This initiative not only aimed at preventing abrasion, but also restoring the habitat of marine biota. The mangrove restoration project was launched in 2005 and received financial assistance from the KEHATI foundation.

 

Banten-Majene Learning Study

 

The Sultan Ageng Tirtayasa University (UNTIRTA) is among the academic institutions paying attention to the Mangrove. Collaboratively, in 2022, UNTIRTA, PT. Asahimas, and the KEHATI foundation embarked on a project involving the planting of 18,000 mangrove seeds. The initiative falls under PT. Asahimas’ programs aimed at restoring and mitigating the effects of mangrove devastation following the 2018 tsunami.

 

Between May 8-11, 2023, UNTIRTA conducted a study session involving participation from the Coastal Forest Conservation Community Group (KMPHP) of Mangrove Sari. The aim of this study session was to enhance the human resource capacity in managing, utilizing and preserving mangrove ecosystems.

 

Adi Susanto, a Faculty of Agriculture lecturer at UNTIRTA, emphasized the importance of this initiative. He specifically chose to involve participants with an interest in mangrove cultivation to encourage farming as a potential additional income source.

 

The KMPHP has successfully managed and utilized these ecosystems for over 20 years. It was hoped that the people of Banten would learn from this study session and bring innovative ideas to further develop the prospects of this ecological endeavor.

 

The participants acquired crucial knowledge and appreciated that mangrove ecosystems need to be valued, conserved, and efficiently used, keeping sustainability as a priority,” he remarked. The conservation of the Mangrove ecosystem has led to an ecological shift and furnished economic advantages to the local communities, implying a need for heightened individual understanding about the necessity of mangrove preservation.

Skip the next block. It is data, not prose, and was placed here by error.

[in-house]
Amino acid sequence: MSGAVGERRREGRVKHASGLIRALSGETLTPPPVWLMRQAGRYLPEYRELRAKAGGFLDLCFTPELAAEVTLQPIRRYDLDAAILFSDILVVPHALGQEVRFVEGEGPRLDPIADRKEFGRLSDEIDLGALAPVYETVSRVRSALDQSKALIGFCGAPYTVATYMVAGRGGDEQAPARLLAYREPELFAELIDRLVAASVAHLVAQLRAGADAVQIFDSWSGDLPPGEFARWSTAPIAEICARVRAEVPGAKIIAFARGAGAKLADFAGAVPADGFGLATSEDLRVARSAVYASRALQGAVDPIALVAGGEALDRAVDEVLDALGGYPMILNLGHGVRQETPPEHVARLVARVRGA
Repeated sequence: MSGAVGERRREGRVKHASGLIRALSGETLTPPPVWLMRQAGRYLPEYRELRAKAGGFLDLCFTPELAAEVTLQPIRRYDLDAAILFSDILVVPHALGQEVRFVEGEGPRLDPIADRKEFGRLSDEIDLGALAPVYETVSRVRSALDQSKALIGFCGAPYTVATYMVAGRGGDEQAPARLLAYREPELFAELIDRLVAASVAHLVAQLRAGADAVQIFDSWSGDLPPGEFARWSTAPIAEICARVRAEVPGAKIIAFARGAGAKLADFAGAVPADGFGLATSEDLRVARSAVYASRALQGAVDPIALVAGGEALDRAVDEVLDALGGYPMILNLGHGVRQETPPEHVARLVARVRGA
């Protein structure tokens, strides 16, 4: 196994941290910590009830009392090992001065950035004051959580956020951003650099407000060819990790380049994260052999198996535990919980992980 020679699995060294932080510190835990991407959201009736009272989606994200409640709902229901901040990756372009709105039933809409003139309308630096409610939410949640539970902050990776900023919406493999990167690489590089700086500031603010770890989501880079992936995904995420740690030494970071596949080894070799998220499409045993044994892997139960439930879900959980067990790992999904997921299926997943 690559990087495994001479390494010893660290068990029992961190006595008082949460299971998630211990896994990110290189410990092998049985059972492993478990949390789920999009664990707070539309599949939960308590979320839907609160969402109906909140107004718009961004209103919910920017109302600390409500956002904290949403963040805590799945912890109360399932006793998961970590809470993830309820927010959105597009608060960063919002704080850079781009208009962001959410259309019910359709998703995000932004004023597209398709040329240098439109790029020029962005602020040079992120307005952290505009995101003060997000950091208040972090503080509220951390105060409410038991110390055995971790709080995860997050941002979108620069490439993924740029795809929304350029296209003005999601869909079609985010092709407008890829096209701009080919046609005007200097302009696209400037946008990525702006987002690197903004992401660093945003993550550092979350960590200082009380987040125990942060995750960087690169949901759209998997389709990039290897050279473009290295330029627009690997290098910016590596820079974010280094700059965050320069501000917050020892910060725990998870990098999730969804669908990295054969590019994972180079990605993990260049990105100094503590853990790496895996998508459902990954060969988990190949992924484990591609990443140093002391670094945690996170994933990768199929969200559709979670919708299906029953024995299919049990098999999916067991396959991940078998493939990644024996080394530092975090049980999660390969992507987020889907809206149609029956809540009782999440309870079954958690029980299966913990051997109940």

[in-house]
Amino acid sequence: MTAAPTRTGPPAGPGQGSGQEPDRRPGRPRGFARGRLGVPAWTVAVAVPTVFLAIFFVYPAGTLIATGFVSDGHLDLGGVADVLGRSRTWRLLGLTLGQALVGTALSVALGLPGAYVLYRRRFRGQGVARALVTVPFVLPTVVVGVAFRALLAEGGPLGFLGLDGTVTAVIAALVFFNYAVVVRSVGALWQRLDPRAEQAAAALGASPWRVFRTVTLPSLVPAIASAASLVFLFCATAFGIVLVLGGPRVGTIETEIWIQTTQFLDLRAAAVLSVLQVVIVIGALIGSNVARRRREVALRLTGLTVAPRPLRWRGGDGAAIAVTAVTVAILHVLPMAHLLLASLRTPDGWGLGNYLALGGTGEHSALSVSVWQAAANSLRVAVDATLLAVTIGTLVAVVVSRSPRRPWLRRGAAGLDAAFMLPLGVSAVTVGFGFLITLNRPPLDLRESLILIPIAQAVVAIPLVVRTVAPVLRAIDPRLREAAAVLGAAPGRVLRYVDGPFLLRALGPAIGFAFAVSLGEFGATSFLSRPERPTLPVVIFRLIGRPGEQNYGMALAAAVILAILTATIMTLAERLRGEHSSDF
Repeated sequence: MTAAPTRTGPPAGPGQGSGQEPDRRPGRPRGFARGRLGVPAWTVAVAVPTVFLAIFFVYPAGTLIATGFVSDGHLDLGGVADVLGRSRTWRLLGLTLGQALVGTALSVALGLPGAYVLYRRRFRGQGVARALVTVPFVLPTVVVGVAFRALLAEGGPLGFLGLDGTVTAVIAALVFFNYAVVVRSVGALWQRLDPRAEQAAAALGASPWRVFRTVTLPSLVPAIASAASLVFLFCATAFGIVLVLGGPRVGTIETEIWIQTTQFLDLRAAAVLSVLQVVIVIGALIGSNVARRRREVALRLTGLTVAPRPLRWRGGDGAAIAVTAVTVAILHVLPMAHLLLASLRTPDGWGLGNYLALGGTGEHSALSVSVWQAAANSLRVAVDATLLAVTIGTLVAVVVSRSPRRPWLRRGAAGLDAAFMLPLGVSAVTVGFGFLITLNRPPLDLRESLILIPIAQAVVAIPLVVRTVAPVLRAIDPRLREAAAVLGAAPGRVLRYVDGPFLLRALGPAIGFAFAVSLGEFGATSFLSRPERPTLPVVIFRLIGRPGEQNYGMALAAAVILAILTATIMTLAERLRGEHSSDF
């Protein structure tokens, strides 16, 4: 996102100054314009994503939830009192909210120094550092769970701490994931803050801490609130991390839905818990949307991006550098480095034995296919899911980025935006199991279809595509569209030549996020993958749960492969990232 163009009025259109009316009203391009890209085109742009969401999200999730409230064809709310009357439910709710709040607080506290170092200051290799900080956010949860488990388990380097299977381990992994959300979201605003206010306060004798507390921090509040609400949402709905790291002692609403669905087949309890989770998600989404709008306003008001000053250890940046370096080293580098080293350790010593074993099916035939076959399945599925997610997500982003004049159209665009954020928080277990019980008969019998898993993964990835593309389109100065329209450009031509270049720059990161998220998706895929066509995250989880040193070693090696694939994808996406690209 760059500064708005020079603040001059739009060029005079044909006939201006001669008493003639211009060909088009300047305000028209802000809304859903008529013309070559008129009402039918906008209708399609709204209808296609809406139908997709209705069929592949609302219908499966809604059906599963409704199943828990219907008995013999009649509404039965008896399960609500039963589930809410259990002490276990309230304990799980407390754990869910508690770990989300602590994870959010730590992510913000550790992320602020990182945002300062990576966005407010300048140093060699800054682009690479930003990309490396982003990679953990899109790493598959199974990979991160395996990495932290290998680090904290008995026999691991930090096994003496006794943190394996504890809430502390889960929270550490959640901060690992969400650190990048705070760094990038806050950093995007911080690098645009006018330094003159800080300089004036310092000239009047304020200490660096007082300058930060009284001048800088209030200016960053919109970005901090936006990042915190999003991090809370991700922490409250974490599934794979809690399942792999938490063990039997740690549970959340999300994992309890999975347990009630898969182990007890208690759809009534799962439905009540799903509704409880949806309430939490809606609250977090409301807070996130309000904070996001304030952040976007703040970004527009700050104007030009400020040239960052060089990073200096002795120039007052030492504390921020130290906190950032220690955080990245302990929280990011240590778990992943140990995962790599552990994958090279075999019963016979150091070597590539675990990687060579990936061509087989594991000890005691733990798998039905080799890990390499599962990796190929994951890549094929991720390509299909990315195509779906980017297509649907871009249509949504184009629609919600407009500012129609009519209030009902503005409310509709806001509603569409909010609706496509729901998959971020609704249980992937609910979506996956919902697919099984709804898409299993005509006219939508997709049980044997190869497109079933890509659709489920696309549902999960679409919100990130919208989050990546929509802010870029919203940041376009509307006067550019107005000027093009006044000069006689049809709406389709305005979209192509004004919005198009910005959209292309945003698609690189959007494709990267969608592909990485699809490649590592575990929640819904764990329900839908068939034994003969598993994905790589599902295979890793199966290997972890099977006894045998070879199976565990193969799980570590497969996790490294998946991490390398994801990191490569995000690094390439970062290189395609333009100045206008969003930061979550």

“The reverberations of this heightened understanding will lead the community to realize that their endeavors will mature in the future,” Adi finally concluded.

 

The naturally stunning landscapes of the Sunda Strait hold great potential for the further development of mangrove ecotourism. The coastal mangroves along the Strait have captured the attention and interest of the community and various stakeholders, especially in the aftermath of a tsunami.

 

In light of the immense ecological and economic benefits these mangroves can provide, Toufik proposes the formation of a Mangrove Learning Center to facilitate the study, development, utility, and management of these critical ecosystems.

 

In West Sulawesi’s Majene, local champion Asiil Anwar was recognized with the prestigious Kalpataru award in 1993 for his valuable work in this field. Anwar played an instrumental role in establishing the Mangrove Learning Center in Majene, contributing to mangrove conservation efforts for over 30 years. His remarkable efforts have successfully attracted migratory pelicans and a variety of other bird species back to the Baluno coast.

 

In 2019, in recognition of the vital role these ecosystems play, the local government mandated the Baluno Mangrove as an Essential Ecosystem Area (EEA).

 

Mangrove management and utilization incorporate a variety of economic activities. These include crab and shrimp farming employing biofloc technology, salt boiling, and mangrove batik crafting. These initiatives have been successful in creating jobs for the local populace. For continued growth and advancement, there’s a need to capitalize on derivative product opportunities through stakeholder cooperation.

 

Mangrove development shows promising potential in the domain of ecotourism.

 

Furthermore, it can positively contribute to auxiliary service sectors, assuming the local community partners with local government and stakeholders. The potential economic benefits of the tourism sector motivates local communities to manage and safeguard the mangrove ecosystems effectively.